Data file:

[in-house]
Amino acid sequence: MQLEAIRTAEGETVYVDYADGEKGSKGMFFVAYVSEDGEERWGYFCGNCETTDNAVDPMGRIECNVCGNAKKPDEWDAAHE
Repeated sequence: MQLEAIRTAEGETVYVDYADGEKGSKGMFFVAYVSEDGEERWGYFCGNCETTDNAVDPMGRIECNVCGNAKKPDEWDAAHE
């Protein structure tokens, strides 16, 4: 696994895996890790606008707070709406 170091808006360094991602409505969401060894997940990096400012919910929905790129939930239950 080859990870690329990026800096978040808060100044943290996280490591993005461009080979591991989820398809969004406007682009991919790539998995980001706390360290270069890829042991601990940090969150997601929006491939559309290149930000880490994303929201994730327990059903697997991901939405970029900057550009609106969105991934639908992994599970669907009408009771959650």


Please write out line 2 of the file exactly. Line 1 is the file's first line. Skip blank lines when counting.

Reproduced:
Amino acid sequence: MQLEAIRTAEGETVYVDYADGEKGSKGMFFVAYVSEDGEERWGYFCGNCETTDNAVDPMGRIECNVCGNAKKPDEWDAAHE